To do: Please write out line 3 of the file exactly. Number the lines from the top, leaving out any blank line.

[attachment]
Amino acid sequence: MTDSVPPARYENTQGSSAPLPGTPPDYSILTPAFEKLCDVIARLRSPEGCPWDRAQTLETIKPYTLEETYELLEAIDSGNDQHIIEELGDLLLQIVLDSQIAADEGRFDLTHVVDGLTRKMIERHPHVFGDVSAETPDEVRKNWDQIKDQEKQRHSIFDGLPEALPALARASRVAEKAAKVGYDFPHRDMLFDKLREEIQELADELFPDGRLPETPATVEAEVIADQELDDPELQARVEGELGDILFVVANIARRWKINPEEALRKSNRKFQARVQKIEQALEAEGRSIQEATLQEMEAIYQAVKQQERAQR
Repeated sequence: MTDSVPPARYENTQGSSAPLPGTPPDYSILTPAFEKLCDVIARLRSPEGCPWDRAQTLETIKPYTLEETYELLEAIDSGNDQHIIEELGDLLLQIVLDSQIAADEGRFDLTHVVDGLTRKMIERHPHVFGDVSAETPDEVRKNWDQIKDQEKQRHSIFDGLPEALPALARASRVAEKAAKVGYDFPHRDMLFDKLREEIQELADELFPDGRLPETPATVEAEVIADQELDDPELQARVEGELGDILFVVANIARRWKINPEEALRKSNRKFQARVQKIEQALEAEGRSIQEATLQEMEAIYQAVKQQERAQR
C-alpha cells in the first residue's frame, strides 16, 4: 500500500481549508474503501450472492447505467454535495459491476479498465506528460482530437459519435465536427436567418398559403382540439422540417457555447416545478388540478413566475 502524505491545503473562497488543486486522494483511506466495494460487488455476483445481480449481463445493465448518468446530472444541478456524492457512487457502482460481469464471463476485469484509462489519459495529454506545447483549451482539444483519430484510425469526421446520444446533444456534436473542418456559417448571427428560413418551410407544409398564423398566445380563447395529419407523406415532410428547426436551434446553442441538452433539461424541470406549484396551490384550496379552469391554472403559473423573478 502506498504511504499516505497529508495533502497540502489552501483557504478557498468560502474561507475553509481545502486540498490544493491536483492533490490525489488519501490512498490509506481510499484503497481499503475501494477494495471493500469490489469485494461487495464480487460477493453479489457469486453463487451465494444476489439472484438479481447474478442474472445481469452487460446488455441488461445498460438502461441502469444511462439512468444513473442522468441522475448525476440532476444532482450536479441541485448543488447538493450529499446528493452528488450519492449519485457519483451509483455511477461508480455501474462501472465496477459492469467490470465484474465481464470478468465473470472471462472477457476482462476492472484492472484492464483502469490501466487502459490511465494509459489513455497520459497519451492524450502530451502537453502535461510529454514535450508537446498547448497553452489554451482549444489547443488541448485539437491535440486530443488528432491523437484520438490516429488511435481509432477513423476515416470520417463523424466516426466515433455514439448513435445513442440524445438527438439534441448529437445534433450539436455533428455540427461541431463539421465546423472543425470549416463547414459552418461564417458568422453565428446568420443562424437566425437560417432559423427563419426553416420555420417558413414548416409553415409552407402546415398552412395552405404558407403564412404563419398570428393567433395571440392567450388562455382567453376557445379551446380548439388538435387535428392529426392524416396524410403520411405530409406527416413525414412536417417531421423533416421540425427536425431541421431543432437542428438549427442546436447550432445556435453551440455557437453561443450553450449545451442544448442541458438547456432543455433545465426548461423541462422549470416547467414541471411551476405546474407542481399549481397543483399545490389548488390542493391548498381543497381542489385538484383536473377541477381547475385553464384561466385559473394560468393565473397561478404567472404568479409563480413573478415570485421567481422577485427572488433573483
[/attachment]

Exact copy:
C-alpha cells in the first residue's frame, strides 16, 4: 500500500481549508474503501450472492447505467454535495459491476479498465506528460482530437459519435465536427436567418398559403382540439422540417457555447416545478388540478413566475 502524505491545503473562497488543486486522494483511506466495494460487488455476483445481480449481463445493465448518468446530472444541478456524492457512487457502482460481469464471463476485469484509462489519459495529454506545447483549451482539444483519430484510425469526421446520444446533444456534436473542418456559417448571427428560413418551410407544409398564423398566445380563447395529419407523406415532410428547426436551434446553442441538452433539461424541470406549484396551490384550496379552469391554472403559473423573478 502506498504511504499516505497529508495533502497540502489552501483557504478557498468560502474561507475553509481545502486540498490544493491536483492533490490525489488519501490512498490509506481510499484503497481499503475501494477494495471493500469490489469485494461487495464480487460477493453479489457469486453463487451465494444476489439472484438479481447474478442474472445481469452487460446488455441488461445498460438502461441502469444511462439512468444513473442522468441522475448525476440532476444532482450536479441541485448543488447538493450529499446528493452528488450519492449519485457519483451509483455511477461508480455501474462501472465496477459492469467490470465484474465481464470478468465473470472471462472477457476482462476492472484492472484492464483502469490501466487502459490511465494509459489513455497520459497519451492524450502530451502537453502535461510529454514535450508537446498547448497553452489554451482549444489547443488541448485539437491535440486530443488528432491523437484520438490516429488511435481509432477513423476515416470520417463523424466516426466515433455514439448513435445513442440524445438527438439534441448529437445534433450539436455533428455540427461541431463539421465546423472543425470549416463547414459552418461564417458568422453565428446568420443562424437566425437560417432559423427563419426553416420555420417558413414548416409553415409552407402546415398552412395552405404558407403564412404563419398570428393567433395571440392567450388562455382567453376557445379551446380548439388538435387535428392529426392524416396524410403520411405530409406527416413525414412536417417531421423533416421540425427536425431541421431543432437542428438549427442546436447550432445556435453551440455557437453561443450553450449545451442544448442541458438547456432543455433545465426548461423541462422549470416547467414541471411551476405546474407542481399549481397543483399545490389548488390542493391548498381543497381542489385538484383536473377541477381547475385553464384561466385559473394560468393565473397561478404567472404568479409563480413573478415570485421567481422577485427572488433573483